Health Encyclopedia

Extrapulmonary Tuberculosis

Extrapulmonary Tuberculosis

Extrapulmonary tuberculosis (TB) is an infection caused by tuberculosis bacteria that have spread beyond the lungs. People from certain regions (such as southeast Asia), infants and very young children, and people infected with the human immunodeficiency virus (HIV) have an increased risk of developing extrapulmonary TB.

The symptoms of the infection depend on the part of the body affected. Areas most commonly infected include:

  • Lymph nodes.
  • Bones and joints.
  • Reproductive or urinary tract organs.
  • Tissues covering the brain and spinal cord (meninges).

Extrapulmonary TB is usually treated with a combination of four medicines for 6 to 9 months, followed by another 4 to 7 months of treatment with two medicines.

Last Revised: April 4, 2013

Author: Healthwise Staff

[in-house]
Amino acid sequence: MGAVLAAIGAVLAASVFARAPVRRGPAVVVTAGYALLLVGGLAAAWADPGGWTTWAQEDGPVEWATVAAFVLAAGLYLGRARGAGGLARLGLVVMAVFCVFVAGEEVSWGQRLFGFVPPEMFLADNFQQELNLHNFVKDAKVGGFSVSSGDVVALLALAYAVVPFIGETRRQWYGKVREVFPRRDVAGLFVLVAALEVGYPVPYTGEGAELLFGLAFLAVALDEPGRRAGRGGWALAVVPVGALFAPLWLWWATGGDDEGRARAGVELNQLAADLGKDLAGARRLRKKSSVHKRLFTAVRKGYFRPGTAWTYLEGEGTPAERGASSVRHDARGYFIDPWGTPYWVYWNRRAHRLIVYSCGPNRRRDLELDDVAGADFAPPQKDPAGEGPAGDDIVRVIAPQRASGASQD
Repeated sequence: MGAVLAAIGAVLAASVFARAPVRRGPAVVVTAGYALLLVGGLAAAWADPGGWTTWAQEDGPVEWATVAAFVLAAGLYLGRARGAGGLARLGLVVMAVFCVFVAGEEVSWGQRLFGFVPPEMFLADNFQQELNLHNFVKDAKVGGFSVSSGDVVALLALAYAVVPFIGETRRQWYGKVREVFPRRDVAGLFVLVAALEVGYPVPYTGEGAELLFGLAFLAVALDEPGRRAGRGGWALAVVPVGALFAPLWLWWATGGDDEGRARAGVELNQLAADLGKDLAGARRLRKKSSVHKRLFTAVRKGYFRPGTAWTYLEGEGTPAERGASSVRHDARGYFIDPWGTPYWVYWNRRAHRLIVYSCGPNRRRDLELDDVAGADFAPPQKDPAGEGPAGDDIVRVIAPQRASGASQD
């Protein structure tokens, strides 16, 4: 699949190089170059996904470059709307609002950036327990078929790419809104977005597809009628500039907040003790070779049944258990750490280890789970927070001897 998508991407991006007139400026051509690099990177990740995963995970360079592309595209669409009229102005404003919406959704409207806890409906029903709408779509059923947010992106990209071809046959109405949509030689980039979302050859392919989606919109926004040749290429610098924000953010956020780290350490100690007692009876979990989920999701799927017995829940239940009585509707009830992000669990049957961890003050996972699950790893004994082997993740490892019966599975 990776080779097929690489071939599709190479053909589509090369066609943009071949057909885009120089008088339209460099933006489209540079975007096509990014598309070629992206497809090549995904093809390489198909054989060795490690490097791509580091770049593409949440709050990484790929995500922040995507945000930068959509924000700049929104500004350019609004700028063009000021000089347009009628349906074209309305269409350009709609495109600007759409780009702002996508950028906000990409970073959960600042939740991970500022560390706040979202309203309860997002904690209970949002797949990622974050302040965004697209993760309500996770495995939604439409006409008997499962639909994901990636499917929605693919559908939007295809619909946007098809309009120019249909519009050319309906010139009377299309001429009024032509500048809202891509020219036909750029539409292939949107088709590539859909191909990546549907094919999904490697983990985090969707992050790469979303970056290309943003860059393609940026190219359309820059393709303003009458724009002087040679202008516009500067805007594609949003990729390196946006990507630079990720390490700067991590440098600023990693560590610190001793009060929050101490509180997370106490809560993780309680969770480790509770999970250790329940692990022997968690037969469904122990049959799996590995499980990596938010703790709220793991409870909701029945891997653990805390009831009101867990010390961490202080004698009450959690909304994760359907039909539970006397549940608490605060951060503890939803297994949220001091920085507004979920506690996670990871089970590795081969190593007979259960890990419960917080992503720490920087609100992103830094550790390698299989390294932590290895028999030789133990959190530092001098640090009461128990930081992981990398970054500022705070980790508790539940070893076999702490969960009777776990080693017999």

Medical Review: E. Gregory Thompson, MD - Internal Medicine & R. Steven Tharratt, MD, MPVM, FACP, FCCP - Pulmonology, Critical Care Medicine, Medical Toxicology

This information does not replace the advice of a doctor. Healthwise, Incorporated disclaims any warranty or liability for your use of this information. Your use of this information means that you agree to the Terms of Use. How this information was developed to help you make better health decisions.

© 1995-2013 Healthwise, Incorporated. Healthwise, Healthwise for every health decision, and the Healthwise logo are trademarks of Healthwise, Incorporated.

USNWR 2013-2014Magnet Hospital RecognitionConsumer Choice2014 Best DoctorsJoint Commission Report

Disclaimer: The information on this website is for general informational purposes only and SHOULD NOT be relied upon as a substitute for sound professional medical advice, evaluation or care from your physician or other qualified health care provider.